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Cowboys and Indies: the Vertically-Integrated Individual — Part 2

In Part 2, Christopher Panzner looks at how independent producers have to be a vertically-integrated individual as well as a little of a cowboy to survive in the industry.

Read Part 1 of Cowboys and Indies: the Vertically-Integrated Individual.

Part 2 The New Animation Pipeline: Son of Better, Cheaper, Not Necessarily Faster

Perhaps the money is harder to find, but in that case, we simply have to learn to work with the resources and budgets that are available. This can promote creative thinking, if youd like to place a positive spin on this reality.
Norm Stangl, Spin Entertainment
The budget on Santa & Clause is around 1.3 M, but if IÂ find more I would get a lot more sleep next year its as short as possible without getting anybody too angry to ask for their money back.
Christopher Doyle, Fanciful Arts
I would love a crew of very experienced `old school individuals who played many roles at a smaller studio, in order to get things done. Experience counts for so much. For example, the Iron Giant production was in a tight spot and needed an extra 50 feet to hit that weeks goal, so Brad Bird approached Tony Fucile and I and asked if we could do a huge sequence in one day. The experience in us responded to the affirmative, then Tone and I split up the tasks and like the commercial preaches just `did it.
Greg Manwaring, Global Animation Services
Chris Panzner continues to try and lasso the indie scene.

Chris Panzner continues to try and lasso the indie scene.

If youre gonna maximize your budget/optimize quality, you might wanna revisit an analysis of the animation process and the Japanese manga formula (i.e., Akira, Ghost in the Shell). And dear, dear Finance Friends, try and make the reciprocal, Herculean effort it takes for artists to understand finance, and try to understand the basics of The New Animation Pipeline.


Script: The script is, ironically, one of the cheapest elements of a film and, of course, everything. But, ironically, it is the part that takes the most amount of time. Every effort should be made to make the script airtight before doing anything else. Take the time since its less a question of money, especially if you are doing the writing. From first flash of inspiration to final draft it is five years. One to think about it, one to work out the nuts and bolts, one to do the development (with initial designs/graphics) and two to get it right (beat outline = three months, beat outline to first draft = three months, first draft to second to final draft = three months for the first writer subsequent writers/readers/partners, etc. reading it, suggesting changes, etc. being the lions share of the time after that.)

A European feature film script writer gets anywhere from 50K to 75K to do a first, second and final draft. A European animated budget these days is normally between 7-10 million. One percent of the budget for a 7.5 million budget!

Design: Again, one of the cheapest elements of a film but, once again, time-consuming. Getting the design right and getting characters to work together graphically as an ensemble and with the backgrounds is a biatch. A year to get the style right and another to do the production bible. The less people there are involved, the better. Normally, one/two/three people part-time for the development, two to three people full-time (the same people?) for the full-color bible/key BGs/animation tests/etc.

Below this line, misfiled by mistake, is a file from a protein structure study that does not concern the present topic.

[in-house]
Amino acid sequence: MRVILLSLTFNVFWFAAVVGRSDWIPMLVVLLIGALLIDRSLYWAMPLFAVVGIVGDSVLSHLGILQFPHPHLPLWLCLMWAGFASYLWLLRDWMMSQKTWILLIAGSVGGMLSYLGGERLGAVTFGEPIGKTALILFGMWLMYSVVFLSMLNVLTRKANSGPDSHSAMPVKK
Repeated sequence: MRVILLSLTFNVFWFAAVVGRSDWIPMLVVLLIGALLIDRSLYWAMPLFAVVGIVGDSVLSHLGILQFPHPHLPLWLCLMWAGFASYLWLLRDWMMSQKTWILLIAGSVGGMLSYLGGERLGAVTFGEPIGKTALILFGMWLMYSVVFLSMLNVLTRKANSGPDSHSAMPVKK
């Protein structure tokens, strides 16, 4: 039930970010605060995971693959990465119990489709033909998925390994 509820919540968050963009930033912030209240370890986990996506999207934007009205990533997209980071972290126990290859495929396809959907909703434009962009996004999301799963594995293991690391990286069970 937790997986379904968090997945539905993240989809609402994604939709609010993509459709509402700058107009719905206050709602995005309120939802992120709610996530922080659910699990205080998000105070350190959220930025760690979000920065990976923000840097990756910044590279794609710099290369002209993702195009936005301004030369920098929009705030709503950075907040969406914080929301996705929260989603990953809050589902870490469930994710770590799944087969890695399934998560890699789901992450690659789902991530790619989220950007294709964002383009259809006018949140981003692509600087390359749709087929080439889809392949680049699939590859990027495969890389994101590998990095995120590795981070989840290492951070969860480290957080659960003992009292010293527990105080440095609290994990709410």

Storyboard: Again, the storyboard is, ironically, one of the cheapest elements of a film but everything once the script/designs are locked off. This is where the manga formula can save you oodles of dosh:

  • Dramatic camera angles instead of movement (animation), heroic/dramatic poses

  • When it doesnt move, dont move (hair blowing in the breeze, intense close-ups on the eyes, etc.); when it does move, it moves well (the characters) but keep your distance when you can (keep the characters small so theres less to animate less pencil mileage show off the BGs); in the 10 or so big scenes, throw time/talent/money at them (50-horse battle, etc.) but keep it short with lots of cuts so you can split up your animators. Long, arduous scenes will be the death of you and the animator (only one guy can do it and retakes will be near impossible).

  • multi-plane: the characters hold but BGs move slightly. Backgrounds are, once again, one of the cheapest line items in a feature and can be very lavish, adding lots of richness. Have lots of them and lots of OLs. Use the camera moves and multi-plane for drama, not the animation use posing.

  • The storyboard should be as fat and detailed as possible; all key poses should be included. Camera moves, timing, slugging, etc., should be extremely precise.

    Keep this stuff in mind when you write the damn script. Put it in there!

Music: Again, one of the cheapest things, believe it or not. But one of the most powerful. The music is an actor, think of it that way. And use it as one.

Books like Mark Simons are handy tool to creating independent films.

Books like Mark Simons are handy tool to creating independent films.

Animatic: here is the ultimate irony. The animatic is the film. And it is, no contest, the absolute cheapest thing in the entire budget. An animatic is not an option, it is a requirement. And, seeing as how it costs next to nothing and takes almost no time, there can be no objections whatsoever. Once you have your storyboard, all of the timing, editing, etc. The Film, including final voices and preliminary music mix (final mix and SFX can come later) will be done here. Your key poses are here with only the in-betweens left to do.